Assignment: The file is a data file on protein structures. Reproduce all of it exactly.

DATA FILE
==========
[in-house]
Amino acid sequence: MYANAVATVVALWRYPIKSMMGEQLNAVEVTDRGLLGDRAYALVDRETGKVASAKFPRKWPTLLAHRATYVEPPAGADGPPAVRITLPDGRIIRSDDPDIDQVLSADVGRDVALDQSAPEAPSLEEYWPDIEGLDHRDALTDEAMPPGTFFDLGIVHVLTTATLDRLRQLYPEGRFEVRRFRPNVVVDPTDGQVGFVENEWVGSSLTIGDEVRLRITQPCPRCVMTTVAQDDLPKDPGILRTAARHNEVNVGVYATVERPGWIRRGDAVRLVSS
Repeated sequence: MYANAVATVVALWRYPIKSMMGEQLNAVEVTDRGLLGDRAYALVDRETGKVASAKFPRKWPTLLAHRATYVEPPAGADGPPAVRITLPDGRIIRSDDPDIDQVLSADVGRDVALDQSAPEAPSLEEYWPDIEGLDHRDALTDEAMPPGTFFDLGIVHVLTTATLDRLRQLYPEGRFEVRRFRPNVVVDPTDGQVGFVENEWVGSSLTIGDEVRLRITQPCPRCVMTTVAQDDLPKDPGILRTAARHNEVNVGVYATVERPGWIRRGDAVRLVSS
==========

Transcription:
[in-house]
Amino acid sequence: MYANAVATVVALWRYPIKSMMGEQLNAVEVTDRGLLGDRAYALVDRETGKVASAKFPRKWPTLLAHRATYVEPPAGADGPPAVRITLPDGRIIRSDDPDIDQVLSADVGRDVALDQSAPEAPSLEEYWPDIEGLDHRDALTDEAMPPGTFFDLGIVHVLTTATLDRLRQLYPEGRFEVRRFRPNVVVDPTDGQVGFVENEWVGSSLTIGDEVRLRITQPCPRCVMTTVAQDDLPKDPGILRTAARHNEVNVGVYATVERPGWIRRGDAVRLVSS
Repeated sequence: MYANAVATVVALWRYPIKSMMGEQLNAVEVTDRGLLGDRAYALVDRETGKVASAKFPRKWPTLLAHRATYVEPPAGADGPPAVRITLPDGRIIRSDDPDIDQVLSADVGRDVALDQSAPEAPSLEEYWPDIEGLDHRDALTDEAMPPGTFFDLGIVHVLTTATLDRLRQLYPEGRFEVRRFRPNVVVDPTDGQVGFVENEWVGSSLTIGDEVRLRITQPCPRCVMTTVAQDDLPKDPGILRTAARHNEVNVGVYATVERPGWIRRGDAVRLVSS